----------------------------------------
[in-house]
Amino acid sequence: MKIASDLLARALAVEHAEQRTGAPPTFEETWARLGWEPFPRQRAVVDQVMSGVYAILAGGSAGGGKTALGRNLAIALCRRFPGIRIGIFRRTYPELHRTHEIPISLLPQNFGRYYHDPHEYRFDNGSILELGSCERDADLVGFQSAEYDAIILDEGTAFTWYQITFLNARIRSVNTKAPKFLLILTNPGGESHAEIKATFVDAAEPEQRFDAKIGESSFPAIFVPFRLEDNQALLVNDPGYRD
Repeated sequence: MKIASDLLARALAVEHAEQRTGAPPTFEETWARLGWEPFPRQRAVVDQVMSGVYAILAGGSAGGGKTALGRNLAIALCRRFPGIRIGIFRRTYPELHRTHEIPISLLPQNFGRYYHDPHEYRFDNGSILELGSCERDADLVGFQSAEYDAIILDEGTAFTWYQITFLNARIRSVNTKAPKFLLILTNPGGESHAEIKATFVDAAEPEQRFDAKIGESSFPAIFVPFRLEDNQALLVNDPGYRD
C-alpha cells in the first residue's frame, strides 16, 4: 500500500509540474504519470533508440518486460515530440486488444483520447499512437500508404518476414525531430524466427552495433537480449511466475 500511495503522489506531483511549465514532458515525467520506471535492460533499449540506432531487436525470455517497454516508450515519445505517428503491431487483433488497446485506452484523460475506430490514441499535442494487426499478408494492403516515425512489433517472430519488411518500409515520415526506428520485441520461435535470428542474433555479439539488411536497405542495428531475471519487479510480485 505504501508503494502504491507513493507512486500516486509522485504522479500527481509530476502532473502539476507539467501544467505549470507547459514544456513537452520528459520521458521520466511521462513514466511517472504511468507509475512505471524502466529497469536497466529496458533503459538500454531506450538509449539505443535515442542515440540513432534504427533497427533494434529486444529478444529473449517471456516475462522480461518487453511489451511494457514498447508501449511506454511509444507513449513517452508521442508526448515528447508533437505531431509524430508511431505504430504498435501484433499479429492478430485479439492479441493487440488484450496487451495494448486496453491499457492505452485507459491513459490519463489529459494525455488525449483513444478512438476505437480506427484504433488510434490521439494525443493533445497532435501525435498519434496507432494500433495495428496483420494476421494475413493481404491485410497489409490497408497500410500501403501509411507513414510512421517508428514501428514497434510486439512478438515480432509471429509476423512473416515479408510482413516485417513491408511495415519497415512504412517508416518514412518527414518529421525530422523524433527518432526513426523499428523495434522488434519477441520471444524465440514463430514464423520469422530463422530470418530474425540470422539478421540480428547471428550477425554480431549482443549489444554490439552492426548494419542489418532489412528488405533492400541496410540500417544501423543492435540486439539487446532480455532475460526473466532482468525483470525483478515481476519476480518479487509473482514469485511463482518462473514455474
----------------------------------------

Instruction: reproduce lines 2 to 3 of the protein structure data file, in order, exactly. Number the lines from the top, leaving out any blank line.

Amino acid sequence: MKIASDLLARALAVEHAEQRTGAPPTFEETWARLGWEPFPRQRAVVDQVMSGVYAILAGGSAGGGKTALGRNLAIALCRRFPGIRIGIFRRTYPELHRTHEIPISLLPQNFGRYYHDPHEYRFDNGSILELGSCERDADLVGFQSAEYDAIILDEGTAFTWYQITFLNARIRSVNTKAPKFLLILTNPGGESHAEIKATFVDAAEPEQRFDAKIGESSFPAIFVPFRLEDNQALLVNDPGYRD
Repeated sequence: MKIASDLLARALAVEHAEQRTGAPPTFEETWARLGWEPFPRQRAVVDQVMSGVYAILAGGSAGGGKTALGRNLAIALCRRFPGIRIGIFRRTYPELHRTHEIPISLLPQNFGRYYHDPHEYRFDNGSILELGSCERDADLVGFQSAEYDAIILDEGTAFTWYQITFLNARIRSVNTKAPKFLLILTNPGGESHAEIKATFVDAAEPEQRFDAKIGESSFPAIFVPFRLEDNQALLVNDPGYRD